Why should you cite data? For the same reasons that you cite journal articles and books – to give the data producer appropriate credit for their work.
Citing data is important in order to:
Create a bibliographic trail that connects the publications and the data
Meet funder requirements
Support the scholarly record for research
Allow easier access to the data for re-purposing or re-use
Support the persistence of datasets
Enable others to verify your work by increasing transparency and visibility
Enable tracking, measuring of impact, and demonstrating value in reuse
Primary Elements to Include in all Data Citations
Creator or Contributor: Author(s) of the dataset
Title: Name of the dataset
Publisher (or Distributor): Repository name
Date of Publication: The date when the dataset was published or released (rather than the collection or coverage date)
Version: If you have multiple versions of a specific dataset, or an updated set
Persistent Identifier (Unique Identifier): This is often a DOI, but can also be an ARK, URN or Handle System. Otherwise use the URL of the source
Date accessed if appropriate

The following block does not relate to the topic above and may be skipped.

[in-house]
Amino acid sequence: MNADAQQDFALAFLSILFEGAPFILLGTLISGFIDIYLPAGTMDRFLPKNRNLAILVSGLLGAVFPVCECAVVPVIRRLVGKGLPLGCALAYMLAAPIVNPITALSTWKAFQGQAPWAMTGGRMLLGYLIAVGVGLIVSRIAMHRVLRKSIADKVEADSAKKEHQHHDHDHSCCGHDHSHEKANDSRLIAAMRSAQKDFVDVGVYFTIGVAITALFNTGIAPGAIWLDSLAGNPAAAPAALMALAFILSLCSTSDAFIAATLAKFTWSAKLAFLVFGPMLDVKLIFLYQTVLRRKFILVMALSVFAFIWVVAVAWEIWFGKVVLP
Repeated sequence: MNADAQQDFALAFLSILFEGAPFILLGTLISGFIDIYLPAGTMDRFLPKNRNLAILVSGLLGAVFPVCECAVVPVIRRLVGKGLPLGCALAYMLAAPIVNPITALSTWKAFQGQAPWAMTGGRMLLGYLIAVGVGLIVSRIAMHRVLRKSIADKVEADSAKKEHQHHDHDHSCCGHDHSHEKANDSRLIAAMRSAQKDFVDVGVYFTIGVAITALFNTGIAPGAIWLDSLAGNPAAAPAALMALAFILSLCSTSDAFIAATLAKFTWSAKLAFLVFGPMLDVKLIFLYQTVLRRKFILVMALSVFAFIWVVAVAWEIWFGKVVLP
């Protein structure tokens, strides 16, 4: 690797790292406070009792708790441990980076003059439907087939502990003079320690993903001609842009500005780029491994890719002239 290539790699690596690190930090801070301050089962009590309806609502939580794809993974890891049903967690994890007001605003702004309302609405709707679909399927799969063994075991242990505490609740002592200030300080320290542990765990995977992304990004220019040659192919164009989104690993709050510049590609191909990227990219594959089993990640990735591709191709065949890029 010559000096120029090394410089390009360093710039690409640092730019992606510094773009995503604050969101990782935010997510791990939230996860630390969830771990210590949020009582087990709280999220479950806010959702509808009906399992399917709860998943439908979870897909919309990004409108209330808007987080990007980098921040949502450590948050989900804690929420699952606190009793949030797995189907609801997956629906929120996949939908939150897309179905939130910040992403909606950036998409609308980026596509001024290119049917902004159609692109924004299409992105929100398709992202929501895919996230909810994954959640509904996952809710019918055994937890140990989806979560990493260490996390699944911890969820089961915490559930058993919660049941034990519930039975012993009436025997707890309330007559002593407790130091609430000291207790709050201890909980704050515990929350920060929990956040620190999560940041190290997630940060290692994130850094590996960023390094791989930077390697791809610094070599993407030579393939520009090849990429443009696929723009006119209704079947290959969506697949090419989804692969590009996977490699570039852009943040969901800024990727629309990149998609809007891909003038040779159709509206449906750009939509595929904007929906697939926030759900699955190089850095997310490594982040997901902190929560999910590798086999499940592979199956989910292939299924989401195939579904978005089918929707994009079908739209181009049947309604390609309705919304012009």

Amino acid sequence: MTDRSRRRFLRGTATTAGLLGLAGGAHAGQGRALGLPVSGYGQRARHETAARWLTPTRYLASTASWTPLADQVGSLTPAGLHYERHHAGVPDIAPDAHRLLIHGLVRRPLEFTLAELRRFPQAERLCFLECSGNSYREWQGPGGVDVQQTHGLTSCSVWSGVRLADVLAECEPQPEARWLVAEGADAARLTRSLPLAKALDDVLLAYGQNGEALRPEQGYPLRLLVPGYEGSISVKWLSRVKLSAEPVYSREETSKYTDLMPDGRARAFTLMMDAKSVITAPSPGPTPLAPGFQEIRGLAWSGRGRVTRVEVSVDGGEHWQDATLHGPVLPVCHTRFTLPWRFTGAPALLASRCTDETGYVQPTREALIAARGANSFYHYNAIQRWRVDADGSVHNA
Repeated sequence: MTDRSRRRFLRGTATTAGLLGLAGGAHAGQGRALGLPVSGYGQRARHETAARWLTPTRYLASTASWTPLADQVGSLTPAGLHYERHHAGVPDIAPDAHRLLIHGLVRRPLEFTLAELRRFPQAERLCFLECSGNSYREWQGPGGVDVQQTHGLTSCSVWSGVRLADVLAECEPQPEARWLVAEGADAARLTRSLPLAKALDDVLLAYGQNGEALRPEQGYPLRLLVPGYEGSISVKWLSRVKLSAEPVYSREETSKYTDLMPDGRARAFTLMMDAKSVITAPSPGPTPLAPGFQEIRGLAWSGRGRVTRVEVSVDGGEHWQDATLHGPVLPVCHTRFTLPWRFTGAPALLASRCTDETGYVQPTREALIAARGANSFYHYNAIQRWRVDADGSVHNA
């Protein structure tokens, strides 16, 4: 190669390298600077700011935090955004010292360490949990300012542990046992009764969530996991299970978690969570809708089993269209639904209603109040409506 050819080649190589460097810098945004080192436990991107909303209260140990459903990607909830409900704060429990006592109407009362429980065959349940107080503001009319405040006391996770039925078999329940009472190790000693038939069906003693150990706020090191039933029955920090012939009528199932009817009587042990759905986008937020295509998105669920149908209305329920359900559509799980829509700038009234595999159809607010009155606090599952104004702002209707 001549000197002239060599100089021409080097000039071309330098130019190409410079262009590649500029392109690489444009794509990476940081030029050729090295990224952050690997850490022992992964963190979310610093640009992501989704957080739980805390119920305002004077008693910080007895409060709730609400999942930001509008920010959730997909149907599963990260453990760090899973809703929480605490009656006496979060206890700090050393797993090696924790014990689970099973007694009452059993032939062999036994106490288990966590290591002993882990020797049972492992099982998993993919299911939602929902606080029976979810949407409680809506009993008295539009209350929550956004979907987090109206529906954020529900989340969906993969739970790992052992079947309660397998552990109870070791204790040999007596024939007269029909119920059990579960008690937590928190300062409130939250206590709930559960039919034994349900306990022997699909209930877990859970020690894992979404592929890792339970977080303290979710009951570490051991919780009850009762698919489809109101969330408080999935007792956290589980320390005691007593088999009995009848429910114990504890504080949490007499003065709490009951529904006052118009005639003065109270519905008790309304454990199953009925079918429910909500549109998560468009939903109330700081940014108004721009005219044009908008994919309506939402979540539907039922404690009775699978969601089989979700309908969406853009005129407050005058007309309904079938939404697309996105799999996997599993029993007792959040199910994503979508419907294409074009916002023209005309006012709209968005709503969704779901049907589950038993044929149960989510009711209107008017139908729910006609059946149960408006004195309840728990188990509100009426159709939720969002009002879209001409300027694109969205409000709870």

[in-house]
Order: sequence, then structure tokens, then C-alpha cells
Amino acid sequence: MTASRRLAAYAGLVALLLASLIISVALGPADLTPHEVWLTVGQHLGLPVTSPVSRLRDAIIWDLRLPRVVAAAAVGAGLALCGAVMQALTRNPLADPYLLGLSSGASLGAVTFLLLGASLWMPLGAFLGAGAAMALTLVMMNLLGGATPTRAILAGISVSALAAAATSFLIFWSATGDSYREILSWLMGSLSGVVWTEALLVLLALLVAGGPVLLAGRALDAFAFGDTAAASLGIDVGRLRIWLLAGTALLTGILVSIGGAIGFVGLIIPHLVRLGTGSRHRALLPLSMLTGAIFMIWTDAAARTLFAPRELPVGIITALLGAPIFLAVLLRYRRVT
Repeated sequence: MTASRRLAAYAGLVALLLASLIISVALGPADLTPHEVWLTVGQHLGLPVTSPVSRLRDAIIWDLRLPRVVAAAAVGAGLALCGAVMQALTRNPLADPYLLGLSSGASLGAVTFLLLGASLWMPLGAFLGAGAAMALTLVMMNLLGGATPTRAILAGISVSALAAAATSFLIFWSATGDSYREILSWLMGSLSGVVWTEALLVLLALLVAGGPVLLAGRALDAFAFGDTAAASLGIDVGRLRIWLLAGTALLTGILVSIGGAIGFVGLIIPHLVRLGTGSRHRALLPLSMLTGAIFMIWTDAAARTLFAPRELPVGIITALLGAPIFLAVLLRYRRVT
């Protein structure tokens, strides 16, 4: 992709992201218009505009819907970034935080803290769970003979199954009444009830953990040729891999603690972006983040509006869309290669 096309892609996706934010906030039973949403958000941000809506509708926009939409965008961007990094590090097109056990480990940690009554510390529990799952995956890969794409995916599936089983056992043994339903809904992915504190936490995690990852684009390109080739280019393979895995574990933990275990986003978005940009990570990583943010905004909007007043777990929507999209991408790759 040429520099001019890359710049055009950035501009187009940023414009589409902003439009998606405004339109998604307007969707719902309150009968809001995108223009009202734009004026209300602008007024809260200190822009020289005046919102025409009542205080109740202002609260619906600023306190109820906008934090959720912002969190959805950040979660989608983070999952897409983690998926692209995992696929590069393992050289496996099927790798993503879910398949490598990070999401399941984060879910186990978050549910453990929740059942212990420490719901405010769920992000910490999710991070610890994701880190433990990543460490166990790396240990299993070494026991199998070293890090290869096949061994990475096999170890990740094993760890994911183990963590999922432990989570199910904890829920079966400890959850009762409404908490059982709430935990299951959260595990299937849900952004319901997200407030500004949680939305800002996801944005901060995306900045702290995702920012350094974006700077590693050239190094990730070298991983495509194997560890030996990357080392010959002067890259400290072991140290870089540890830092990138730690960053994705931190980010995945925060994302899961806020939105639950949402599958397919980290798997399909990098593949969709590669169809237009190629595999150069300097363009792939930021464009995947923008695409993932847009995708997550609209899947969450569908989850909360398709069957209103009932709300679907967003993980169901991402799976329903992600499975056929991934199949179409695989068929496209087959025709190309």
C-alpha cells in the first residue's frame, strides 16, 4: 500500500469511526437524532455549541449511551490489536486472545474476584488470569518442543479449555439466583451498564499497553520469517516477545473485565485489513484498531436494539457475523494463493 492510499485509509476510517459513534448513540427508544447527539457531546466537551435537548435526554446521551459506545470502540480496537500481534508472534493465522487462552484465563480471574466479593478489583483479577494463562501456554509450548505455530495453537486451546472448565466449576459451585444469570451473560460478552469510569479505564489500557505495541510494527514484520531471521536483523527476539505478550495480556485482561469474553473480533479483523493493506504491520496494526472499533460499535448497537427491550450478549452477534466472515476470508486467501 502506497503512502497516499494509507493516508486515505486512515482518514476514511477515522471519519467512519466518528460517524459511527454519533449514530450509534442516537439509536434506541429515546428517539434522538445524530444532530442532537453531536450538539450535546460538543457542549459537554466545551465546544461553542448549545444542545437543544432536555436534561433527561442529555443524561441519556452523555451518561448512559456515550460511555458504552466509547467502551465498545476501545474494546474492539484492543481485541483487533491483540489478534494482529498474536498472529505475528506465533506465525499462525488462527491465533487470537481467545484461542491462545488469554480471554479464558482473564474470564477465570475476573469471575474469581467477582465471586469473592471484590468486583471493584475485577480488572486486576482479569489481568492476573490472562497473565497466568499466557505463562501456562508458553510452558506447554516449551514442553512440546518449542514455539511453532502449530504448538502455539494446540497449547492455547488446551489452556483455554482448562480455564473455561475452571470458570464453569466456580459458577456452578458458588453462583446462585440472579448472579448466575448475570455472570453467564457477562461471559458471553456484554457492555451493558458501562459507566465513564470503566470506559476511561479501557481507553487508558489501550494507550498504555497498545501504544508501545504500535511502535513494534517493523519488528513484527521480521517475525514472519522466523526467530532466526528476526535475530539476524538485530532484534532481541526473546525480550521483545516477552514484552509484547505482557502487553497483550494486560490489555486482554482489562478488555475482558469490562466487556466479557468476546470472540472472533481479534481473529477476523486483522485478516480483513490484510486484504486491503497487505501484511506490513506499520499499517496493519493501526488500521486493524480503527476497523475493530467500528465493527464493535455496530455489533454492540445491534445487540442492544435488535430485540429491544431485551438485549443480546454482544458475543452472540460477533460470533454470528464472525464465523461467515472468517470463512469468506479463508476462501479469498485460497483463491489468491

Dataset: OECD (2008), “Social Expenditures aggregates”, OECD Social Expenditure Statistics (database). doi: 10.1787/000530172303 http://dx.doi.org/10.1787/000530172303 (Accessed on 2008-12-02).
Dataset package: Sidlauskas B (2007) Data from: Testing for unequal rates of morphological diversification in the absence of a detailed phylogeny: a case study From characiform fishes. Dryad Digital Repository. doi:10.5061/dryad.20
Table from a publication:
Smith, J. (2008), Figure 1.2. Broadband Penetration in OECD Countries, in OECD Communications Outlook 2008, OECD Publishing doi: 10.1787/000530172303 http://dx.doi.org/10.1787/000530172303.
Dataset from a publication: Irino, T; Tada, R (2009): Chemical and mineral compositions of sediments from ODP Site 127‐797. Geological Institute, University of Tokyo. http://dx.doi.org/10.1594/PANGAEA.726855
Cavalieri, D., C. Parkinson, P. Gloersen, and H. J. Zwally. 1996, updated 2006. Sea ice concentrations from Nimbus-7 SMMR and DMSP SSM/I passive microwave data, March 2002–Sept. 2003. Boulder, Colorado USA: National Snow and Ice Data Center. url: http://nsidc.org/data/nsidc-0051.html (Accessed on 2008-05-14).
Survey Dataset: Barnes, Samuel H. Italian Mass Election Survey, 1968. Ann Arbor, MI: Inter-university Consortium for Political and Social Research [distributor], 1992-02-16. https://doi.org/10.3886/ICPSR07953.v1